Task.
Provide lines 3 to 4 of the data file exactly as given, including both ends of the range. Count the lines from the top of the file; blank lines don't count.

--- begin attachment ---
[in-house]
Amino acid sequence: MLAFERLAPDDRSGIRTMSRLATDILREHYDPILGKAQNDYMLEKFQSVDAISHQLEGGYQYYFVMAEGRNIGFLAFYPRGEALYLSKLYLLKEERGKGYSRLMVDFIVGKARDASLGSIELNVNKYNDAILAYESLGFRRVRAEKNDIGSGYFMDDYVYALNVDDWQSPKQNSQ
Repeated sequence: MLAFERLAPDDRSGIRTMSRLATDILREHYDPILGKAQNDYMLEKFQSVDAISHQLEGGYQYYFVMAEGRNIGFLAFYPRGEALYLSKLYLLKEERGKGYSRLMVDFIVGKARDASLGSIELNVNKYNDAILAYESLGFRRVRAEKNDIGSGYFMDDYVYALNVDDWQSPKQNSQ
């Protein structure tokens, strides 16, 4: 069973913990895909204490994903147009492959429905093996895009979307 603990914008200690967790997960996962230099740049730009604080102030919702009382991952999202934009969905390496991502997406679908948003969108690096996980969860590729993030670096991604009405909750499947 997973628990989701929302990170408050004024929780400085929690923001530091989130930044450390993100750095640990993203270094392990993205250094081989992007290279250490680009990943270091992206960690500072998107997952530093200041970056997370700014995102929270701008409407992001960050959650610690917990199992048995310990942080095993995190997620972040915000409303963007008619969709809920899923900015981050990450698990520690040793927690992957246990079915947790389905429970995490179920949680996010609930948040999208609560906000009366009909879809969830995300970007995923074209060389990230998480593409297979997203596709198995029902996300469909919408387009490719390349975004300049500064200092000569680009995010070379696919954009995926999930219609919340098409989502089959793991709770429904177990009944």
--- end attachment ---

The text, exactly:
Repeated sequence: MLAFERLAPDDRSGIRTMSRLATDILREHYDPILGKAQNDYMLEKFQSVDAISHQLEGGYQYYFVMAEGRNIGFLAFYPRGEALYLSKLYLLKEERGKGYSRLMVDFIVGKARDASLGSIELNVNKYNDAILAYESLGFRRVRAEKNDIGSGYFMDDYVYALNVDDWQSPKQNSQ
């Protein structure tokens, strides 16, 4: 069973913990895909204490994903147009492959429905093996895009979307 603990914008200690967790997960996962230099740049730009604080102030919702009382991952999202934009969905390496991502997406679908948003969108690096996980969860590729993030670096991604009405909750499947 997973628990989701929302990170408050004024929780400085929690923001530091989130930044450390993100750095640990993203270094392990993205250094081989992007290279250490680009990943270091992206960690500072998107997952530093200041970056997370700014995102929270701008409407992001960050959650610690917990199992048995310990942080095993995190997620972040915000409303963007008619969709809920899923900015981050990450698990520690040793927690992957246990079915947790389905429970995490179920949680996010609930948040999208609560906000009366009909879809969830995300970007995923074209060389990230998480593409297979997203596709198995029902996300469909919408387009490719390349975004300049500064200092000569680009995010070379696919954009995926999930219609919340098409989502089959793991709770429904177990009944």